Starting in 2003, GM engineers redesigned and ordered modified ignition switches – with a torque setting that was below GM’s minimum requirements – from its supplier, Delphi. The cost of an ignition switch? 57 cents.

From 2004 to 2013, thirteen fatalities occurred involving GM cars that had the modified ignition switches installed. All but one of the accidents were single-vehicle crashes where the drivers lost control and crashed head-on into something, in most cases a tree. In none of the crashes did the airbags deploy.

Additionally, beginning around the same time period as the first accident, GM car owners began reporting that their midsize and compact-size vehicles were randomly and intermittently shutting off while they were driving them. 

In the 2004 crash involving a Saturn Ion that killed Gene Erickson, GM told federal investigators, who couldn’t understand why the car suddenly swerved into a tree and the airbags didn’t deploy, that the company didn’t have any answers as to why either.

However, just a month before GM talked with federal regulators about the accident, a GM engineer had concluded that the Ion had probably lost power, which would have prevented the airbags from deploying.

Investigations into fatal car accidents where mechanical failure is the most plausible explanation involve the National Highway Traffic Safety Administration contacting the automobile manufacturer to see if (a) they have any similar reports; (b) if their engineers have determined a cause, using the car’s “black box” data; and, (3) whether it is an isolated problem or one that could require a general recall.

GM showed its unquintessential leadership trait of self-centeredness when decided to lie and obfuscate in the Erickson case because of money. Fines for an inexpensive part not meeting the company’s minimum standard, a possible lawsuit by Mr. Erickson’s family, and a large recall would have cut into GM’s profits. The shareholders wouldn’t be happy. People might lose their jobs. 

Therefore, GM’s response to federal inquiries into the subsequent 12 fatalities involving GM cars where mechanical failure was suspected was the same: silence.

Two other unquintessential leadership traits at GM are deception and dishonesty.

faulty ignition switch unquintessential leader gm general motorsIn 2009, despite years of knowledge about the faulty ignition switch and substantial evidence of conscious coverups by GM employees at every level in the company, GM engineers finally began to internally and quietly increase the torque on the faulty ignition switches.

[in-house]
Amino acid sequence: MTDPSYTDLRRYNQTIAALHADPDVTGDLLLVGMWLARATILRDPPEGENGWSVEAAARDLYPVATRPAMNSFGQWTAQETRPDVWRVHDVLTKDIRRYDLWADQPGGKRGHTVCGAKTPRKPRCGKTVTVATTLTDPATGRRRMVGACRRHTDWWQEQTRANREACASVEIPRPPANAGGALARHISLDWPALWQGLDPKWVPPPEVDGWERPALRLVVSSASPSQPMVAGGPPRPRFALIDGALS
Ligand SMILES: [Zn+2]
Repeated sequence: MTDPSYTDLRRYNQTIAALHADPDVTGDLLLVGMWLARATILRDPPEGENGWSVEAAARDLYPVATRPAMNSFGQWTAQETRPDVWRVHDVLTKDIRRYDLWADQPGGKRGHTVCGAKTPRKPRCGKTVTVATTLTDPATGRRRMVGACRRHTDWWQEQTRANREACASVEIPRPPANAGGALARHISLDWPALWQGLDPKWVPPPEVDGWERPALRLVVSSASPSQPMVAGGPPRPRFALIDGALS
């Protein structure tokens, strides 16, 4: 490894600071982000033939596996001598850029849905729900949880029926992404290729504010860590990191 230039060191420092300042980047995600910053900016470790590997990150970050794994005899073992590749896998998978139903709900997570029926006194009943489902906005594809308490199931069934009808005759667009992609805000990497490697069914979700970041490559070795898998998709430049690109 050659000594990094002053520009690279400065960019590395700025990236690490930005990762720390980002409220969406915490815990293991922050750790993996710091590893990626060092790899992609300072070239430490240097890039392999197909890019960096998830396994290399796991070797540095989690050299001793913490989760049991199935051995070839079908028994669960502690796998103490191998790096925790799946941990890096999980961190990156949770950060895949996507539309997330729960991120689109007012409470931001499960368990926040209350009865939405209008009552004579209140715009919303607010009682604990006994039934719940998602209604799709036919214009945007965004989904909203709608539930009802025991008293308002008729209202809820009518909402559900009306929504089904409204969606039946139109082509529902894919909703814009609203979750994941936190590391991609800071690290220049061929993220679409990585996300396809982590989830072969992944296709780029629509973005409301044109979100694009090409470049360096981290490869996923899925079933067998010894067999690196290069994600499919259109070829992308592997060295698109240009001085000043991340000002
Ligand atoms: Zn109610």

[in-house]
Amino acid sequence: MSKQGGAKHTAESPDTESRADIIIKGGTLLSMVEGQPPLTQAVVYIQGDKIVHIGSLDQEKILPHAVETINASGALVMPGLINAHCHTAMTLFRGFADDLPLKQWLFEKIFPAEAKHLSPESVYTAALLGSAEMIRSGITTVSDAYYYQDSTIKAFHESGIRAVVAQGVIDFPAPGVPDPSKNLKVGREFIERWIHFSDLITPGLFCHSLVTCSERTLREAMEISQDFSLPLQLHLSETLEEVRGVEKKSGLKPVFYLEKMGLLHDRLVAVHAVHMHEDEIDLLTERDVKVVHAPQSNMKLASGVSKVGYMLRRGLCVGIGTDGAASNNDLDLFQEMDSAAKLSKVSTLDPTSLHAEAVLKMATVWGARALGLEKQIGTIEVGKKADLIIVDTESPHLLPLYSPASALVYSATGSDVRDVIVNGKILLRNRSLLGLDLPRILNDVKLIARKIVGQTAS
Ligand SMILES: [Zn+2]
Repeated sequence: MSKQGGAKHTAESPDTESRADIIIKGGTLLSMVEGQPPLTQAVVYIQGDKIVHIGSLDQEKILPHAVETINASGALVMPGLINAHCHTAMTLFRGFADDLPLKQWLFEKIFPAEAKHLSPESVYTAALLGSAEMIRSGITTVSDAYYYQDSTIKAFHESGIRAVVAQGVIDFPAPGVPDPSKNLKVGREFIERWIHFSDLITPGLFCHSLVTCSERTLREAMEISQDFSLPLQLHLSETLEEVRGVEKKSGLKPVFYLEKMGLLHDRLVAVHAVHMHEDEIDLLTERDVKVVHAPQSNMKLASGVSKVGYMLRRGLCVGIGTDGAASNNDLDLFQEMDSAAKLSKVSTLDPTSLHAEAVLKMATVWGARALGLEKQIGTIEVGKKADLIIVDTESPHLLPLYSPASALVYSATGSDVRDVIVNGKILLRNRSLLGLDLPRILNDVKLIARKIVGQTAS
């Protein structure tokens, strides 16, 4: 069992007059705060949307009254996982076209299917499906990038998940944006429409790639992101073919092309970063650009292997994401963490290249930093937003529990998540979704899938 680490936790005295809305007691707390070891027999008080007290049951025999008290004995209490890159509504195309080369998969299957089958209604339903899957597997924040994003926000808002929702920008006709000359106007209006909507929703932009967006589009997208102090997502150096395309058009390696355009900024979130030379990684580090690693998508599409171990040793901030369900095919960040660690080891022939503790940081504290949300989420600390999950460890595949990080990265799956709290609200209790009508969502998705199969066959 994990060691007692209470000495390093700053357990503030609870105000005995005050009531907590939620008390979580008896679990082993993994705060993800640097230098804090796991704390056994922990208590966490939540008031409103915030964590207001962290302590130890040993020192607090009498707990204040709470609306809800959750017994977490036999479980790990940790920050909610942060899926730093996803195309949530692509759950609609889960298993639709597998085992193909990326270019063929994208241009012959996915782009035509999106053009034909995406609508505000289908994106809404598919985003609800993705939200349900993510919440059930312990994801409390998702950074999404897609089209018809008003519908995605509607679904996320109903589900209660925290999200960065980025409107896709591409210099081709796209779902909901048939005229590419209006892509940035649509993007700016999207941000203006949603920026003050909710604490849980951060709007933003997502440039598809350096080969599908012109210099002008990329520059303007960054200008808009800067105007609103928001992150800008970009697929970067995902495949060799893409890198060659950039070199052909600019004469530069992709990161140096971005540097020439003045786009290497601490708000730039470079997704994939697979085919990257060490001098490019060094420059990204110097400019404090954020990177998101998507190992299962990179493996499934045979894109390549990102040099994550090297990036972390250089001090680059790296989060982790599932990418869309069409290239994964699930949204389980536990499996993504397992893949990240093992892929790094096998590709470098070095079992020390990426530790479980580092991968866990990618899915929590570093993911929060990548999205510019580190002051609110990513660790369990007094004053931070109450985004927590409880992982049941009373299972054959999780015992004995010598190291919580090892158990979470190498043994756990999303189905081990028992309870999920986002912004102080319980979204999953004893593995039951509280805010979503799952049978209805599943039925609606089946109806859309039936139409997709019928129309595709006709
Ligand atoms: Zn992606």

(And, despite what GM executives have testified to under oath, these engineers had the consent and knowledge of every person in a leadership position in every department – including the legal department, whose head denied any knowledge of the problem until this year – at GM.

To suggest otherwise is dishonest, which is why it remains to be seen if Ms. Barra will become a quintessential leader or will continue in the unquintessential leadership tradition that has, so far, defined GM’s leadership.)

However, when GM’s engineers made the change to the ignition switch, instead of creating a new part number for the ignition switch with the higher torque, which is standard operating procedure when any change is associated with a part or item to distinguish it from similar parts and items, they used the same part number assigned to the faulty ignition switch. This was clearly an act of deception and dishonesty.

(A simple example of distinguishing similar items by part number is how the part numbers of different wattage light bulbs might read: 40-watt bulb (40WBLB); 60-watt bulb (60WBLB); 100-watt bulb (100WBLB); and, 50-100-150-watt bulb (50100150WBLB).) 

The 2.6 billion recall of GM cars now underway is directly related to this deception and dishonesty. Because the two ignition switches didn’t have unique part numbers, there is no way of telling whether GM car owners have the defective switch or the corrected switch. Therefore, GM is having to replace all ignition switches in all GM cars with that part number.

Ms. Barra has a lot left to prove that she is not the latest GM CEO to be an unquintessential leader. When a CEO, who has insurmountable evidence to the contrary, states about a month ago that “I don’t really think there was a cover-up”, followed  by a lot of justifications and excuses, it is clear that Ms. Barra has absorbed a lot of the GM unquintessential leadership in the 34 years she has been employed there and, even if it’s possible, it will take a lot of time and effort to change what to her is a normal definition of leadership.